What’s New or Changed in Dynamics 365 for Finance and Operations 8.0 April Release – Series 2
In continuation to my previous blog on the updates to Dynamics 365 for Finance and Operations Spring release, where I had discussed more about extensions, in this article I would be taking about the reduction in version lifecycle and some of the impacts of more frequent updates from Microsoft.
One important thing to consider as a customer is that there is a reduction in how long you can stay on the old versions. Microsoft has made an announcement on the platform side, that once you go to platform 15, they’re going to start a program where you must have to take every platform going forward. In the old model you had a year to move off from the platform, now it has been reduced to a month to move to the next platform.
Microsoft hasn’t made an official announcement on the applications side; however, we foresee that we would be moving to a similar model where the lifecycle is going to be shorter. So, for example, if you read the diversion update article, it mentions that, for the 8.0 version, the support ends in April 2019, one year from when it was released. So most likely, there’s going to be a v8.1 release this fall, and as a customer you cannot skip the v8.1, in case you do, then you’ll run out of support before v8.2 is released. We’re moving to this model where from an application perspective you need to be keeping up with things on a regular basis because the support lifecycle is getting shorter. Since there is reduction in testing time and complexity of the upgrades, this story should be more feasible when we’re in the extension world versus the overlayering.
Some of the other impacts that you may want to consider is that if you are an ISV, your release schedules need to be tightly aligned with Microsoft’s release schedules, because if customers have to get upgraded fast, from an ISV’s perspective, there’s going to be an expectation from the customers that the ISV software is going to be ready roughly around the same timeline as the Microsoft upgrades. As an ISV you’ll still be building your software on a minimum version policy unless there’s a hotfix that somehow impacts your solution. The other impacts that are coming are the testing requirements, so if you must stay in line with Microsoft and be able to release your software faster, how are you going to manage the test cycle? Do you need to have more automated tests to get through that process faster? You need to be thinking about some of these considerations now for the future and how it’s going to look.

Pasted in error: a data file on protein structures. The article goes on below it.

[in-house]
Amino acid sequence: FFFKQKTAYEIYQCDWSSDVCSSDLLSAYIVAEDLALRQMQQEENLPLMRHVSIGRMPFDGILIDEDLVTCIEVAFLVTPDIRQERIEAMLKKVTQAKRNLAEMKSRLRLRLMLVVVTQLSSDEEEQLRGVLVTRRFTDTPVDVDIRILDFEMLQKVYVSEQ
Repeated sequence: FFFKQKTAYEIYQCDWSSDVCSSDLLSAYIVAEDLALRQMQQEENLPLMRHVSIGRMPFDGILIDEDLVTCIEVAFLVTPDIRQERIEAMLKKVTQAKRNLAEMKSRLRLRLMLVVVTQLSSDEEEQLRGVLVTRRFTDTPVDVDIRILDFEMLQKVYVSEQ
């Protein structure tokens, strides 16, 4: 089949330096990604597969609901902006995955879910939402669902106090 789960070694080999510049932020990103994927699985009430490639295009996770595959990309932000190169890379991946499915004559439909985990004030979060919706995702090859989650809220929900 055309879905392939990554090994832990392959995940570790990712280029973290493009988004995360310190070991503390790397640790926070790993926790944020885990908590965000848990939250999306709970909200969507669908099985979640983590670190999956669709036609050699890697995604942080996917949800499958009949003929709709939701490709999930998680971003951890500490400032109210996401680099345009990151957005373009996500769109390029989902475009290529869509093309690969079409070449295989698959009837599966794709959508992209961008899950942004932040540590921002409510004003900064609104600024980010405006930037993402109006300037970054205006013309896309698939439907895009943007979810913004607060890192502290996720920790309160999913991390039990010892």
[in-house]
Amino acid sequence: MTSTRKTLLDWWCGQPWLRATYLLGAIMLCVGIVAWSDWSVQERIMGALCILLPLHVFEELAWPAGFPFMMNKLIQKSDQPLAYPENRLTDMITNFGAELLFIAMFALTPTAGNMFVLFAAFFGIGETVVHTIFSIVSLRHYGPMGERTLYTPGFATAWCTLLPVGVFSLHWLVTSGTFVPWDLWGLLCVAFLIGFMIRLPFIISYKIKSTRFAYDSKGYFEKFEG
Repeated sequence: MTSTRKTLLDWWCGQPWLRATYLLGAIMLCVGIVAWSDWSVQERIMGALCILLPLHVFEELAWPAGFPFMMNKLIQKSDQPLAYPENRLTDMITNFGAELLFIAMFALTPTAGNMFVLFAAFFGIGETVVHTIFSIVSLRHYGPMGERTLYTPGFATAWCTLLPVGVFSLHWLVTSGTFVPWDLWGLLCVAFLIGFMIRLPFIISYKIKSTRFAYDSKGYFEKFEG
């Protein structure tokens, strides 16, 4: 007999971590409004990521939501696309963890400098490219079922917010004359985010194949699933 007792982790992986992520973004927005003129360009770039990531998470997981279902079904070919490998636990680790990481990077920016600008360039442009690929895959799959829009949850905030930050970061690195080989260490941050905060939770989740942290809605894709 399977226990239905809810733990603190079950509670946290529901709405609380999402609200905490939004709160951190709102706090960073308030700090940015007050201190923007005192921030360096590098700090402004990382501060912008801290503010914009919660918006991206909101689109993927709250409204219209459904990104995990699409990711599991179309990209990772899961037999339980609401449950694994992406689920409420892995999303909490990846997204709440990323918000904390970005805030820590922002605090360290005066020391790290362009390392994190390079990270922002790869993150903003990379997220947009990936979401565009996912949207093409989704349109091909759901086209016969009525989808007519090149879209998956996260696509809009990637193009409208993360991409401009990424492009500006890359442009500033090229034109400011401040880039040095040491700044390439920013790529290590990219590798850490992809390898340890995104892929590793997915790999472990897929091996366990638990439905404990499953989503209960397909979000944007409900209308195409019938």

There’s going to be business impacts for everybody, so at this point its important to start thinking through what those business impacts might be. For example, Microsoft, ISVs and Partners have to stay more engaged with customers than what they were used to in the past. In the past, if customers were to stay on a version of AX for a long time, we might not have to be directly engaged with them, but if they’re kind of relying on us every six months because they need to upgrade to latest platform, there needs to be some kind of process or procedure in place to stay in line with what that customer is doing. Obviously, from a customer’s perspective, how are they going to manage this upgrade cycle, how are you going to manage the implementation if you’re having to do more updates during an implementation, you might have to do more project planning around the upgrade cycle or the release cycle. Hence, it is highly important to keep thinking about how environment is going to change as we move Microsoft Dynamics to this model.
Stay tuned for my next blog where I would be talking more about the platform updates and what’s new in the platform.
About the Author
Dhananjayan K J is Senior Digital Marketing Manager for SAGlobal, where his role is to primarily develop and implement digital marketing strategies for Microsoft Dynamics products and services. Dhananjayan has over 12 years of enterprise marketing experience with strong background in digital marketing across industries.